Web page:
This studio will fantasise that Hong Kong—a city struggling to hold on to its reputation as a world financial centre, a global shopping Valhalla, and a liveable city with compelling architecture and magnificent nature—will make a comeback as an exemplary world-class city. What does it take, in our global economy, to be a world-class city?
It’s no longer enough to look at a city’s GDP, its rate of tourism, its conference centres, stadiums, or shopping centres to evaluate its performance. Great cities have always offered a more fundamental, more abstract quality – a sense of well-being among their citizens. This studio attempts to define that quality, and to explore how the design of urban space can enhance it.
As our planet becomes increasingly urban, it is essential to set new standards for our cities, and to reassess the relationship between citizenship, well-being and the urban environment. Taking Hong Kong as a test case, Hong Kong Fantasies proposes a more expansive definition of ‘world-class’. These new standards could help to raise the bar of urban life globally, and create cities that will be emulated not simply for their economic performance, but for the civic values they display and promote. This fictional urban resuscitation reveals not only the shortcomings of Hong Kong, but also the flaws in the tools with which we assess all cities. In order to improve our cities, we may also have to refine our standards of judgment.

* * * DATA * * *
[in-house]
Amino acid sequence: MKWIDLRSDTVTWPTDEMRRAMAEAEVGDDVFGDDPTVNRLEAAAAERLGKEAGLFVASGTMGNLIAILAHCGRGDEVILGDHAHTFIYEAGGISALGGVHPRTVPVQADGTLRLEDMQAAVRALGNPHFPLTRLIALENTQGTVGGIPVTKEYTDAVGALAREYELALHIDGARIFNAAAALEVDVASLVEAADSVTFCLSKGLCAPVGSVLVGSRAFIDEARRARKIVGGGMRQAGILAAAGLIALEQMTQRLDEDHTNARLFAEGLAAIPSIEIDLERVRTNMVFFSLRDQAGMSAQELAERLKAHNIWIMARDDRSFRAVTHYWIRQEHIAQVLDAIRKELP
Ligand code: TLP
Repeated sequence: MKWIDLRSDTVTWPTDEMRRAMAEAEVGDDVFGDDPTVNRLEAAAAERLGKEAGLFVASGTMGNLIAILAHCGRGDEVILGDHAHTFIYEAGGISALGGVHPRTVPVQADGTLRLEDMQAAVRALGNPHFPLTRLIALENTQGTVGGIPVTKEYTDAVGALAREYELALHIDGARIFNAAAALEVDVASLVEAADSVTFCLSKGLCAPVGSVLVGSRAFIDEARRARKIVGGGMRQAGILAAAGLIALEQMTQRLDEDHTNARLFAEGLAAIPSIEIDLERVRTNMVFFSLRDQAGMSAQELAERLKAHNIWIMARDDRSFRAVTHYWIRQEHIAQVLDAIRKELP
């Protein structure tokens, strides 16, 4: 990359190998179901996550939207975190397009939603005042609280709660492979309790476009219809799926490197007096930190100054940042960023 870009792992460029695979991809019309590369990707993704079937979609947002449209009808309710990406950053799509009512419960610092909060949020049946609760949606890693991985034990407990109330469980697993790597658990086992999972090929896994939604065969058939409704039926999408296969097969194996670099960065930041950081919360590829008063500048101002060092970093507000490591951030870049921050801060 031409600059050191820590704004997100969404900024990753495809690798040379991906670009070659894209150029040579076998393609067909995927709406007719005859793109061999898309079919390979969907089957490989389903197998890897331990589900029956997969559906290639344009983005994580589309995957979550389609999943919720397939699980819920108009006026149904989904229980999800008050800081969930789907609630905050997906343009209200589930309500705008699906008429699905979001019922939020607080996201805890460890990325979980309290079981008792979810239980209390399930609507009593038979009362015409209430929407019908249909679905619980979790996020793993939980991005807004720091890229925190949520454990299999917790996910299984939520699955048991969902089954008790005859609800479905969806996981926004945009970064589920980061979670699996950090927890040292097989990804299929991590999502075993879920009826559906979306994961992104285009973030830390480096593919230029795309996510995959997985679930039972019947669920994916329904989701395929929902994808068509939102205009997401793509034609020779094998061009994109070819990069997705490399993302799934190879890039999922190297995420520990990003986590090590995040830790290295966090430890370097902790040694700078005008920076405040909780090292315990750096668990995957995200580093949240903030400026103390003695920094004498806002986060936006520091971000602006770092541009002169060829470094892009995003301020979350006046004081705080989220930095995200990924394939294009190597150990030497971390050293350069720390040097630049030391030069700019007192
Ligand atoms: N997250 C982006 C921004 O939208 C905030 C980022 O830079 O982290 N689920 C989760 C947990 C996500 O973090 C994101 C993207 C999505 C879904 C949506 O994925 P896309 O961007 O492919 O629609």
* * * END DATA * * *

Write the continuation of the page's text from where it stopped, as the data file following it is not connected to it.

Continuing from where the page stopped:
Prof. Winy Maas, Ulf Hackauf, Tihamer Salij
Zetao Chen, Pedram Dibazar, Marco Galasso, Dong Woo Kang, Eunjin Kang, Andreas Karavanas, Young Il Kim, Na ra Lee, Chen-Jung Liu, Luca Picardi, Nuria Pujol Caire, Jad Semaan, Timur Shabaev, Janki Shah, Xiaodi Yang
Berlage Institute Rotterdam